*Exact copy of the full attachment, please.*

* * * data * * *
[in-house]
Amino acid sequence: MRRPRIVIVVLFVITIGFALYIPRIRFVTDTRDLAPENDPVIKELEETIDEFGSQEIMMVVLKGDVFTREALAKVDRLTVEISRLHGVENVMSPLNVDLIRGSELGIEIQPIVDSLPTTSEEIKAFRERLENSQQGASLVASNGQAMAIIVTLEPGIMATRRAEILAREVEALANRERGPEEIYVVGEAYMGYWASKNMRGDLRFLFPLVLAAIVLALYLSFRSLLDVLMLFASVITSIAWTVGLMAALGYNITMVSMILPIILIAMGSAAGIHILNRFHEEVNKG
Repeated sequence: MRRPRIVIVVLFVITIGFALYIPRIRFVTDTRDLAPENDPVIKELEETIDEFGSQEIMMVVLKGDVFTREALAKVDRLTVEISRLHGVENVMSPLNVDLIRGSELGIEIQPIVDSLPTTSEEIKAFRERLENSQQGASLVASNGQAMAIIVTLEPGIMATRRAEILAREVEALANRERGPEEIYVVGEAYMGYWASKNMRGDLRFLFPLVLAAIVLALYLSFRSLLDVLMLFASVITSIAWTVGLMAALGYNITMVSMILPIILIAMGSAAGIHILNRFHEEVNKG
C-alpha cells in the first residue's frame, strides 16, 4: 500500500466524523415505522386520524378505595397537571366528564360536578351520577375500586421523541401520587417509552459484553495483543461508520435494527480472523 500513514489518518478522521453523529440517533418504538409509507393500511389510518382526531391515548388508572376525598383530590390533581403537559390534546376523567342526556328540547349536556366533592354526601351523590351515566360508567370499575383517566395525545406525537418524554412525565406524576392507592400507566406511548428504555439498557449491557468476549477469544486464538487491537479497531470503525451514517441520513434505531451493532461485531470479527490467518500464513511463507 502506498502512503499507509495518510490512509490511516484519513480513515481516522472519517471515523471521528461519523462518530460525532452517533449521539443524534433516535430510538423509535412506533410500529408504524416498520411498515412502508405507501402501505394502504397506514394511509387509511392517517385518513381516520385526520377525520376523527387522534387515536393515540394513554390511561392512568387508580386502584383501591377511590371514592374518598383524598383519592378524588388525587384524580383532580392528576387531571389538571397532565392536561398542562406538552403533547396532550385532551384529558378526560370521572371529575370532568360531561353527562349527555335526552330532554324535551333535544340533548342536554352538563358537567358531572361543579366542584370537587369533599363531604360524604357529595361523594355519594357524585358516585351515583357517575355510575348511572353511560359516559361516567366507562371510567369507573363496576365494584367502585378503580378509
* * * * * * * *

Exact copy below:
[in-house]
Amino acid sequence: MRRPRIVIVVLFVITIGFALYIPRIRFVTDTRDLAPENDPVIKELEETIDEFGSQEIMMVVLKGDVFTREALAKVDRLTVEISRLHGVENVMSPLNVDLIRGSELGIEIQPIVDSLPTTSEEIKAFRERLENSQQGASLVASNGQAMAIIVTLEPGIMATRRAEILAREVEALANRERGPEEIYVVGEAYMGYWASKNMRGDLRFLFPLVLAAIVLALYLSFRSLLDVLMLFASVITSIAWTVGLMAALGYNITMVSMILPIILIAMGSAAGIHILNRFHEEVNKG
Repeated sequence: MRRPRIVIVVLFVITIGFALYIPRIRFVTDTRDLAPENDPVIKELEETIDEFGSQEIMMVVLKGDVFTREALAKVDRLTVEISRLHGVENVMSPLNVDLIRGSELGIEIQPIVDSLPTTSEEIKAFRERLENSQQGASLVASNGQAMAIIVTLEPGIMATRRAEILAREVEALANRERGPEEIYVVGEAYMGYWASKNMRGDLRFLFPLVLAAIVLALYLSFRSLLDVLMLFASVITSIAWTVGLMAALGYNITMVSMILPIILIAMGSAAGIHILNRFHEEVNKG
C-alpha cells in the first residue's frame, strides 16, 4: 500500500466524523415505522386520524378505595397537571366528564360536578351520577375500586421523541401520587417509552459484553495483543461508520435494527480472523 500513514489518518478522521453523529440517533418504538409509507393500511389510518382526531391515548388508572376525598383530590390533581403537559390534546376523567342526556328540547349536556366533592354526601351523590351515566360508567370499575383517566395525545406525537418524554412525565406524576392507592400507566406511548428504555439498557449491557468476549477469544486464538487491537479497531470503525451514517441520513434505531451493532461485531470479527490467518500464513511463507 502506498502512503499507509495518510490512509490511516484519513480513515481516522472519517471515523471521528461519523462518530460525532452517533449521539443524534433516535430510538423509535412506533410500529408504524416498520411498515412502508405507501402501505394502504397506514394511509387509511392517517385518513381516520385526520377525520376523527387522534387515536393515540394513554390511561392512568387508580386502584383501591377511590371514592374518598383524598383519592378524588388525587384524580383532580392528576387531571389538571397532565392536561398542562406538552403533547396532550385532551384529558378526560370521572371529575370532568360531561353527562349527555335526552330532554324535551333535544340533548342536554352538563358537567358531572361543579366542584370537587369533599363531604360524604357529595361523594355519594357524585358516585351515583357517575355510575348511572353511560359516559361516567366507562371510567369507573363496576365494584367502585378503580378509